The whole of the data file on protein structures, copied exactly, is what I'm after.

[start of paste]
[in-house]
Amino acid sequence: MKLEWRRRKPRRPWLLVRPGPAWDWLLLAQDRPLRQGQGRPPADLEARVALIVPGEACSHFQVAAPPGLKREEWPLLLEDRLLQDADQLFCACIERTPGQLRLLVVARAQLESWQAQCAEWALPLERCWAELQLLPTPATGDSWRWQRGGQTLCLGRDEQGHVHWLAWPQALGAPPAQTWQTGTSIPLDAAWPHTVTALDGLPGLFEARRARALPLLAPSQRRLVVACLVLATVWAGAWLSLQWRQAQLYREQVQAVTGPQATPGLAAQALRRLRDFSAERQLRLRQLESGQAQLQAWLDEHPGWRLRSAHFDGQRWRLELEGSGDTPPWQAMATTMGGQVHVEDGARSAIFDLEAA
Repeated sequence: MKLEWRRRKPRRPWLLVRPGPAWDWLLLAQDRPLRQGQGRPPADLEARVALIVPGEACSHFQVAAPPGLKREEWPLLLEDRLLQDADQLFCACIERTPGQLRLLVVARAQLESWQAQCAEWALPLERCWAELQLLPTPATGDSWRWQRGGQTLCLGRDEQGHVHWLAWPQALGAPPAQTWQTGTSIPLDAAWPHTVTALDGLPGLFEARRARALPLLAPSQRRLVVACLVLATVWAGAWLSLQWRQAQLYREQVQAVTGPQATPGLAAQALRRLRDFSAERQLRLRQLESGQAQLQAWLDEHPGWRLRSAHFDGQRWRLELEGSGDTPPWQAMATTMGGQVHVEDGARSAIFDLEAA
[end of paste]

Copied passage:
[in-house]
Amino acid sequence: MKLEWRRRKPRRPWLLVRPGPAWDWLLLAQDRPLRQGQGRPPADLEARVALIVPGEACSHFQVAAPPGLKREEWPLLLEDRLLQDADQLFCACIERTPGQLRLLVVARAQLESWQAQCAEWALPLERCWAELQLLPTPATGDSWRWQRGGQTLCLGRDEQGHVHWLAWPQALGAPPAQTWQTGTSIPLDAAWPHTVTALDGLPGLFEARRARALPLLAPSQRRLVVACLVLATVWAGAWLSLQWRQAQLYREQVQAVTGPQATPGLAAQALRRLRDFSAERQLRLRQLESGQAQLQAWLDEHPGWRLRSAHFDGQRWRLELEGSGDTPPWQAMATTMGGQVHVEDGARSAIFDLEAA
Repeated sequence: MKLEWRRRKPRRPWLLVRPGPAWDWLLLAQDRPLRQGQGRPPADLEARVALIVPGEACSHFQVAAPPGLKREEWPLLLEDRLLQDADQLFCACIERTPGQLRLLVVARAQLESWQAQCAEWALPLERCWAELQLLPTPATGDSWRWQRGGQTLCLGRDEQGHVHWLAWPQALGAPPAQTWQTGTSIPLDAAWPHTVTALDGLPGLFEARRARALPLLAPSQRRLVVACLVLATVWAGAWLSLQWRQAQLYREQVQAVTGPQATPGLAAQALRRLRDFSAERQLRLRQLESGQAQLQAWLDEHPGWRLRSAHFDGQRWRLELEGSGDTPPWQAMATTMGGQVHVEDGARSAIFDLEAA